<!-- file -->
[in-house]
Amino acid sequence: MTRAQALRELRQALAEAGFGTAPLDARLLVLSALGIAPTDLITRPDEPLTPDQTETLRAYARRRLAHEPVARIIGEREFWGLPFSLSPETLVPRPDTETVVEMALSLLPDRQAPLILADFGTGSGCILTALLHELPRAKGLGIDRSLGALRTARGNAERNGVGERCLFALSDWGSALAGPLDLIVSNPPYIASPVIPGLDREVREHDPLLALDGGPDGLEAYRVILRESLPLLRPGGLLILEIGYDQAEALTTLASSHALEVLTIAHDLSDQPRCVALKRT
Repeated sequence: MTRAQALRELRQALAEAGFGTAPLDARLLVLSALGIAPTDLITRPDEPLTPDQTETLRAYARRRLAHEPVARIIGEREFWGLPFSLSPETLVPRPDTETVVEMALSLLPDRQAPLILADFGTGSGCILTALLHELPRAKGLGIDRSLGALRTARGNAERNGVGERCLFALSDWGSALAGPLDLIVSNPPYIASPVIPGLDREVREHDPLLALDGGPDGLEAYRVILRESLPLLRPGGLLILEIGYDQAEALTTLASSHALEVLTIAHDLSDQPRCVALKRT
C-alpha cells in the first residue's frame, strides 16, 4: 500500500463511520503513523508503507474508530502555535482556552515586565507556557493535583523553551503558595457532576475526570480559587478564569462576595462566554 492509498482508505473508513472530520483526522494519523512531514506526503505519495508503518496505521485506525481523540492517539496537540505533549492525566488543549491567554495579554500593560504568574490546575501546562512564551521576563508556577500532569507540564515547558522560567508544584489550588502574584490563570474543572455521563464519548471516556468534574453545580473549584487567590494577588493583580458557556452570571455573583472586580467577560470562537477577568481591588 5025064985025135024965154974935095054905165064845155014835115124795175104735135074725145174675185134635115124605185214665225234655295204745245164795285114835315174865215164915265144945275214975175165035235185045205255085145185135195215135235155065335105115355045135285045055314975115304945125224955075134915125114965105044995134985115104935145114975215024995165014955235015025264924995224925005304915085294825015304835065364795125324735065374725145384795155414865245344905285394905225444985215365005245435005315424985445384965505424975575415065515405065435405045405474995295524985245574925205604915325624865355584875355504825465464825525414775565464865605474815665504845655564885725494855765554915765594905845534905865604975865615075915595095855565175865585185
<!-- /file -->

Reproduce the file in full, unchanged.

[in-house]
Amino acid sequence: MTRAQALRELRQALAEAGFGTAPLDARLLVLSALGIAPTDLITRPDEPLTPDQTETLRAYARRRLAHEPVARIIGEREFWGLPFSLSPETLVPRPDTETVVEMALSLLPDRQAPLILADFGTGSGCILTALLHELPRAKGLGIDRSLGALRTARGNAERNGVGERCLFALSDWGSALAGPLDLIVSNPPYIASPVIPGLDREVREHDPLLALDGGPDGLEAYRVILRESLPLLRPGGLLILEIGYDQAEALTTLASSHALEVLTIAHDLSDQPRCVALKRT
Repeated sequence: MTRAQALRELRQALAEAGFGTAPLDARLLVLSALGIAPTDLITRPDEPLTPDQTETLRAYARRRLAHEPVARIIGEREFWGLPFSLSPETLVPRPDTETVVEMALSLLPDRQAPLILADFGTGSGCILTALLHELPRAKGLGIDRSLGALRTARGNAERNGVGERCLFALSDWGSALAGPLDLIVSNPPYIASPVIPGLDREVREHDPLLALDGGPDGLEAYRVILRESLPLLRPGGLLILEIGYDQAEALTTLASSHALEVLTIAHDLSDQPRCVALKRT
C-alpha cells in the first residue's frame, strides 16, 4: 500500500463511520503513523508503507474508530502555535482556552515586565507556557493535583523553551503558595457532576475526570480559587478564569462576595462566554 492509498482508505473508513472530520483526522494519523512531514506526503505519495508503518496505521485506525481523540492517539496537540505533549492525566488543549491567554495579554500593560504568574490546575501546562512564551521576563508556577500532569507540564515547558522560567508544584489550588502574584490563570474543572455521563464519548471516556468534574453545580473549584487567590494577588493583580458557556452570571455573583472586580467577560470562537477577568481591588 5025064985025135024965154974935095054905165064845155014835115124795175104735135074725145174675185134635115124605185214665225234655295204745245164795285114835315174865215164915265144945275214975175165035235185045205255085145185135195215135235155065335105115355045135285045055314975115304945125224955075134915125114965105044995134985115104935145114975215024995165014955235015025264924995224925005304915085294825015304835065364795125324735065374725145384795155414865245344905285394905225444985215365005245435005315424985445384965505424975575415065515405065435405045405474995295524985245574925205604915325624865355584875355504825465464825525414775565464865605474815665504845655564885725494855765554915765594905845534905865604975865615075915595095855565175865585185